I have in mind a book lenght fiction, friend, more of a novel than not, perhaps even a sizable one. Having spent the mid-1960's fiddling happily with stories for electronic tapes and live voice - a little reorchestration of the oral narrative tradition - I'm inclined now to make the great leap forward again to Print: more particularly, to reorchestrates some early conventions of the Novel. Indeed (I blush to report) I am smitten with that earliest-exhausted of English novel-forms, the epistolary novel, already worked to death by the end of the 18th Century. Like yourself an honorary Doctor of Letters, I take it as among my fonctions to administer artificial resuscitation to the apparently dead.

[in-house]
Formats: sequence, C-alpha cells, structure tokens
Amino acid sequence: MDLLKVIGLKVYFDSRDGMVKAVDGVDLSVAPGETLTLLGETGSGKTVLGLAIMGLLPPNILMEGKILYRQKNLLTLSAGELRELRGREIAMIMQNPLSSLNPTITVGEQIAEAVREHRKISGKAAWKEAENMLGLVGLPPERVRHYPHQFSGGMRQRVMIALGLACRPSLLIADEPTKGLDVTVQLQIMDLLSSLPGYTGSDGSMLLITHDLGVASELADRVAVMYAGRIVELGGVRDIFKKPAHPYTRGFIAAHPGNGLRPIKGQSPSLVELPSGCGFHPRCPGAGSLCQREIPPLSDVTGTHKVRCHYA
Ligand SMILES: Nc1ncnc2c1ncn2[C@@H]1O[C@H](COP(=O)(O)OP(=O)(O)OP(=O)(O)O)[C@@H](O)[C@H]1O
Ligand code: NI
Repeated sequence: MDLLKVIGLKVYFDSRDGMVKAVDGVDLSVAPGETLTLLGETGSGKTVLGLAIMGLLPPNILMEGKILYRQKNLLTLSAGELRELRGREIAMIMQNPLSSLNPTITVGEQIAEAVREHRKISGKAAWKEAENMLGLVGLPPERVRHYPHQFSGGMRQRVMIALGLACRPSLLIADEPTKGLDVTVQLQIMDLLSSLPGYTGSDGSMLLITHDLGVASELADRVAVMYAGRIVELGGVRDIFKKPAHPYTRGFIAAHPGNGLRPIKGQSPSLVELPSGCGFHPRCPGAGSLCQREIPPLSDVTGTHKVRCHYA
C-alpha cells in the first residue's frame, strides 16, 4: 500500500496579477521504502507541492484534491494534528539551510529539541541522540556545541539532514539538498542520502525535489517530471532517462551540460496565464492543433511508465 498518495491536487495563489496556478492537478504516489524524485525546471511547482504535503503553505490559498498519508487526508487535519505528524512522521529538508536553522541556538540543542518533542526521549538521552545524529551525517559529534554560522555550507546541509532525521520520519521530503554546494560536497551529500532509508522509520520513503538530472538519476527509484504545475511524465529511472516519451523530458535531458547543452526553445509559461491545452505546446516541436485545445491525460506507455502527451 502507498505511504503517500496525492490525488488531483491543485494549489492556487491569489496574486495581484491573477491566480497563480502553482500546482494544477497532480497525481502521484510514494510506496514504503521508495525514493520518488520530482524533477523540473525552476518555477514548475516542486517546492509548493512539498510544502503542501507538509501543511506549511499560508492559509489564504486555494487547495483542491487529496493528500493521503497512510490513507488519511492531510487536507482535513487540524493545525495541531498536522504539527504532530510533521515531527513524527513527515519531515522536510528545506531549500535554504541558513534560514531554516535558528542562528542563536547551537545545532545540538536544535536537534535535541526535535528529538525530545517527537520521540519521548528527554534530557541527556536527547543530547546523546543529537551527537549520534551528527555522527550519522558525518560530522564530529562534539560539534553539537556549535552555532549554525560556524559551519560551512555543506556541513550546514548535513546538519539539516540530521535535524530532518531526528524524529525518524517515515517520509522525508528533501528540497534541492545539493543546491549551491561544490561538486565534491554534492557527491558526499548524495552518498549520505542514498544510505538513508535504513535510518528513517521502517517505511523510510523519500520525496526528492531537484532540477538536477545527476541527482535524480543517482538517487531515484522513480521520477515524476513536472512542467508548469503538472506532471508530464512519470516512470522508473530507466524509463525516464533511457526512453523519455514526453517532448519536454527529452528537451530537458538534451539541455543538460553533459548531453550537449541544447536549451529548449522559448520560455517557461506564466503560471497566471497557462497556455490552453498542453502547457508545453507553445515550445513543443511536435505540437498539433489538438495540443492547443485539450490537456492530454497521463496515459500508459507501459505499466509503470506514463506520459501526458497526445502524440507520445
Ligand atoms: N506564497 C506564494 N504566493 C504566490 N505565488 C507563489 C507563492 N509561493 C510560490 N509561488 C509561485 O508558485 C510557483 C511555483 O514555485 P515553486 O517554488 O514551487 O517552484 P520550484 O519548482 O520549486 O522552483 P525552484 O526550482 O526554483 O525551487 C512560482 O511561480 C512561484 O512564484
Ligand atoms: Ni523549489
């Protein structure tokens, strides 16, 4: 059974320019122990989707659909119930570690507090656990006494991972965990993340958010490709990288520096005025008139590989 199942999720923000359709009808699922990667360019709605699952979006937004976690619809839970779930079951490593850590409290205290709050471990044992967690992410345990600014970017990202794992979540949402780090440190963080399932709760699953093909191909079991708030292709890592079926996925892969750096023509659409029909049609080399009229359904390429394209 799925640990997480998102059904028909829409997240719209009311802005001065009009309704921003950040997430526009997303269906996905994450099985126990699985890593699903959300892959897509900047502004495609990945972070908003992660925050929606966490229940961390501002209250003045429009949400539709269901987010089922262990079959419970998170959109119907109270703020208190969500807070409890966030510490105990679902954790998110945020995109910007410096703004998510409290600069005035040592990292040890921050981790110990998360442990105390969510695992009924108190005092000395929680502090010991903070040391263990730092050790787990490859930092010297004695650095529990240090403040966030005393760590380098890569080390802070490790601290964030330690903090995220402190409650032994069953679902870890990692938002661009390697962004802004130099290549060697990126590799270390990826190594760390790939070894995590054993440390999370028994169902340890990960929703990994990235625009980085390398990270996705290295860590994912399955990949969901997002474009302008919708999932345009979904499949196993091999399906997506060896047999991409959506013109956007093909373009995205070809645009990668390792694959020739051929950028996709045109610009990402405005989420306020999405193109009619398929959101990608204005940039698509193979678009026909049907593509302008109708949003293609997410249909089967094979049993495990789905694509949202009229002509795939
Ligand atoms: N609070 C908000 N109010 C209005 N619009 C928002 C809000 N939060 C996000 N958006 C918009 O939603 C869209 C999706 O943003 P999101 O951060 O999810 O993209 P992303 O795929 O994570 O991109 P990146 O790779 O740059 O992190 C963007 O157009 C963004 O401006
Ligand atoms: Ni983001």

It appeals to me to fancy that each of the several LETTERS correspondents, explicitly or otherwise, and whatever his/her response to the Author's sollicitations (like the foregoing), will contribute something essential to the project's plan or theme. So far, this has worked out pretty well. Never mind what your predecessors have come up with, and never mind that in a sense this "dialogue" is a monologue; that we capital-A Authors are ultimately, ineluctably, and forever talking to ourselves. If our corresponce is after all fiction, we like, we need that fiction: it makes our job less lonely.